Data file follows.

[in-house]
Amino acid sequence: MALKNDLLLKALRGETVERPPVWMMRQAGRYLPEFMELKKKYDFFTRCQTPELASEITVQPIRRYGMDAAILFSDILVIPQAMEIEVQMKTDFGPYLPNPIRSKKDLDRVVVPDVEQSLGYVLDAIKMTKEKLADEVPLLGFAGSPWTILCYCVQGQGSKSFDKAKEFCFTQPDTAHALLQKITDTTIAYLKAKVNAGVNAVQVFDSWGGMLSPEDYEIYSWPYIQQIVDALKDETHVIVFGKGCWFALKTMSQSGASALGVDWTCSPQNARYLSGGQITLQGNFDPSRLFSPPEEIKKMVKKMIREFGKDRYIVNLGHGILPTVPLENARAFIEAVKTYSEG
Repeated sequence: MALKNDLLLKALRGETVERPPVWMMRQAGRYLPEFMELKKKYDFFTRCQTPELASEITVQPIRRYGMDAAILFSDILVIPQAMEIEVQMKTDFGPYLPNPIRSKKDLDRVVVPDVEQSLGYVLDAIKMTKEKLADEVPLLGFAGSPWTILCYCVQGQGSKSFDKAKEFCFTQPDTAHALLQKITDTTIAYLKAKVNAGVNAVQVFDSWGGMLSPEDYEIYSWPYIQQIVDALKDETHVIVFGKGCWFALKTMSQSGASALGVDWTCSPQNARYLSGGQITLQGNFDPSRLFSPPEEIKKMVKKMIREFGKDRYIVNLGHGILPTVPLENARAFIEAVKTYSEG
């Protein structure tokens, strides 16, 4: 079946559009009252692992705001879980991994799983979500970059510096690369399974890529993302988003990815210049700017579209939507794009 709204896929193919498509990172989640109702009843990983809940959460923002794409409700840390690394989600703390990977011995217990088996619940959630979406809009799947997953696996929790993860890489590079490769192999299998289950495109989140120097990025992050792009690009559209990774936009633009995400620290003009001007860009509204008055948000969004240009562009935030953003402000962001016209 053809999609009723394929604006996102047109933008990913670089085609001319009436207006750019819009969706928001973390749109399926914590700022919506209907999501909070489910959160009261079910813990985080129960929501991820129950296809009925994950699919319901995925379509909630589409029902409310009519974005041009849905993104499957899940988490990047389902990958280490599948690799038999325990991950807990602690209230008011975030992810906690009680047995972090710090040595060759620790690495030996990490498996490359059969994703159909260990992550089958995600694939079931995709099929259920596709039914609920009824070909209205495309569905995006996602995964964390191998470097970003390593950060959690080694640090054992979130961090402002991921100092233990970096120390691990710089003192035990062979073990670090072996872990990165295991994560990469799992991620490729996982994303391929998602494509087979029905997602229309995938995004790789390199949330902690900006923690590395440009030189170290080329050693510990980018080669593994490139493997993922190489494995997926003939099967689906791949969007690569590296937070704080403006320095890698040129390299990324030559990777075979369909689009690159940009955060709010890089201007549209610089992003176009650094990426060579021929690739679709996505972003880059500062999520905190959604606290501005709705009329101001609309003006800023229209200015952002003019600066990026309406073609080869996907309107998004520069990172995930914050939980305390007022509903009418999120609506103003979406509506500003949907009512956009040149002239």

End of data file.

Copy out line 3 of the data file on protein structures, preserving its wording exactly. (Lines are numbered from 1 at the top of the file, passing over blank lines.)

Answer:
Repeated sequence: MALKNDLLLKALRGETVERPPVWMMRQAGRYLPEFMELKKKYDFFTRCQTPELASEITVQPIRRYGMDAAILFSDILVIPQAMEIEVQMKTDFGPYLPNPIRSKKDLDRVVVPDVEQSLGYVLDAIKMTKEKLADEVPLLGFAGSPWTILCYCVQGQGSKSFDKAKEFCFTQPDTAHALLQKITDTTIAYLKAKVNAGVNAVQVFDSWGGMLSPEDYEIYSWPYIQQIVDALKDETHVIVFGKGCWFALKTMSQSGASALGVDWTCSPQNARYLSGGQITLQGNFDPSRLFSPPEEIKKMVKKMIREFGKDRYIVNLGHGILPTVPLENARAFIEAVKTYSEG